I've been on some India Arie ish this week and I must say it's so soothing, considering the topic I'm about to touch on can bring about emotions and feelings that make some people uneasy. Don't worry, I'll keep this post short!
There are a few things we're told we have no control over:
1. Who our birth parents are
Notice how I put death at the end? It's the last part of the aging process; the final stage of life and many people dread seeing the end. For the longest I've felt that maybe death is one of the reasons some people are fearful of aging. Fear that the older one gets, the closer he or she is to death. However, when we really think about it, I'm sure we can see right through this myth! Many of us have lived long enough to know by now that death is not a respecter of person and comes at any age. Death is inevitable, but some people really try to avoid it at all costs and truly convince themselves that steering clear from the subject means they are escaping it...nah.
Death, it takes my breath away when it's unexpected AND when I have been forewarned. Death, it can break families apart, or mend broken relationships. Death, it can motivate people to start living life to its fullest or give up. Death can at times give a sense of relief and in other moments bring on feelings of guilt. Death has its pros and cons and I know that sounds funny, but for real though, it's all in how we look at it. At times it's not an easy pill to swallow and can be more painful than a tooth ache (believe me, a tooth ache will have you thinking dangerous thoughts....it gets real), but it's a topic that should be discussed regularly. Why? Well, because talking about death allows us to prepare to the best of our ability and makes us more comfortable. Preparation is and will always be key!
In undergrad, (shout out to WSSU) I took a Dying, Death and Bereavement course that changed my views towards death. One of the main things that has stuck with me is how we use the word death. Have you ever noticed when someone dies you replace the word "died" with passed away, passed on, gon' up to glory, or no longer here? What about when a person is in the process of dying, have you ever found yourself saying "transitioning" instead? Nothing is wrong with that, but these are examples of how we've conditioned our minds to talk about death because for whatever reason the word itself is "too harsh", or brings about a reality that we are not willing to accept. I legit just said the other day "she's transitioning" and was like "wow, saying 'she's dying' would've had a more negative impact on me," but why? It's the truth! Oooh, I get it...WE CAN'T HANDLE THE TRUTH!!
Truth hurts. Do you think we use these words because somewhere deep down we are masking a truth? Hmm...something to think about.
What's Your Point Christina?
By now you're probably like "girl, what are you getting at here...this post is just getting darker and darker." Well, a couple of days ago on Instagram I asked three questions:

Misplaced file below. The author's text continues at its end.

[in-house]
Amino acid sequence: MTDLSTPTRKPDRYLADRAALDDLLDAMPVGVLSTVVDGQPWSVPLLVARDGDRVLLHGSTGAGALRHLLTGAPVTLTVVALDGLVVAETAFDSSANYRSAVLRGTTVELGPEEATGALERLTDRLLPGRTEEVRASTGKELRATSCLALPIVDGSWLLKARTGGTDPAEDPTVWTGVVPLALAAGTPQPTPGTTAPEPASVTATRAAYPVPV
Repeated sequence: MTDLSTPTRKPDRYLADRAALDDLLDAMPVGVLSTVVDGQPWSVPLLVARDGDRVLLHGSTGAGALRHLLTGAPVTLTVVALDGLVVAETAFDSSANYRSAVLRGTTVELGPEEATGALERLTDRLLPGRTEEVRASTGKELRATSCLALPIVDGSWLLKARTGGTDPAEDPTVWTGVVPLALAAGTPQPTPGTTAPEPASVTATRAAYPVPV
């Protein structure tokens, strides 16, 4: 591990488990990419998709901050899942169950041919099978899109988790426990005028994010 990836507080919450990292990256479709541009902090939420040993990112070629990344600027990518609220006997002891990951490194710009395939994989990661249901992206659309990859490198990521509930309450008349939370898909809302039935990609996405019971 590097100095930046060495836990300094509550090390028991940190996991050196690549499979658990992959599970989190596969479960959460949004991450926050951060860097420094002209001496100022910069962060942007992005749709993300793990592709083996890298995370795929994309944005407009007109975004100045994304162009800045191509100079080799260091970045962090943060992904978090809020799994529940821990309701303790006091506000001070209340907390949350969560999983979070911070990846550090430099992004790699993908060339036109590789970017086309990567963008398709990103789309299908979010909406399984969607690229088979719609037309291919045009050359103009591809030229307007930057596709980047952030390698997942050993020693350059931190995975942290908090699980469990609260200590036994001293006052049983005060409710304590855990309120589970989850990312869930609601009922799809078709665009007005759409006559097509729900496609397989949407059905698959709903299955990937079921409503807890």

1. Are you comfortable talking about death?
2. Do you fear death?
3. If so, what is it that you fear most about death?
I noticed the responses to the third question highlighted the very feeling I once had towards death; fear of losing a loved one and the well-being of my family when I am no longer here. Other responses highlighted fears of dying and never being able to complete goals that have been set. Talking about death pushes us to be sure we do meet our goals and check things off of our bucket list. Have you ever noticed that when someone dies, the first thing people say is "life is short" or "time waits for no one?" Those types of statements make me shift into a gear I forget I have at times and get on my grind because I'm reminded that I've got work to do, life is short, and time waits for no one. Then there's always the curiosity of how we will die. Will there be pain, suffering, or some type of tragedy. Out of all of these things, the one we have most control over is the well-being of our loved ones. Planning can ease our minds of this fear. Not to say, my family won't be hella sad when I'm gone, but having things in place will make the journey to healing a lot less painful.
These answers made me think about why it's important to plan for death just like we do for a wedding, a baby shower, or a summer vacation. Some people avoid end-of-life planning because of their dislike for being challenged to think about death. Planning for death makes you go beyond your personal death or a loved one actually dying. It gets real when you sit down and think about funeral arrangements, financial planning, and advance care directives, along with other things that come about. I just want to bring awareness to a topic we spend little time discussing, but one that we will all face at some point.
I have grown to believe that waiting until the last minute does nothing but bring about stress and regrets. I cannot count on my two hands and feet how many times I have kicked myself for waiting until the veeeeeery last day to complete an assignment or study for an exam (don't judge me...I learned my lesson). So, Lord knows the way I felt during my college days, I most definitely don't want those feelings when dealing with end-of-life care, which can be time consuming and requires a lot of thought. Healthcare Decisions Day is on April 16th and I will be talking about the importance of Advance Care Directives, Living Wills and other information that I feel we should all have knowledge of. Let's work together and bring awareness to death and have those uncomfortable conversations with our loved ones.
As painful as death can be, know that all things will work together.
That's all I have for you right now!
"The fear of death follows from the fear of life. A man who lives fully is prepared to die at any time." - Mark Twain
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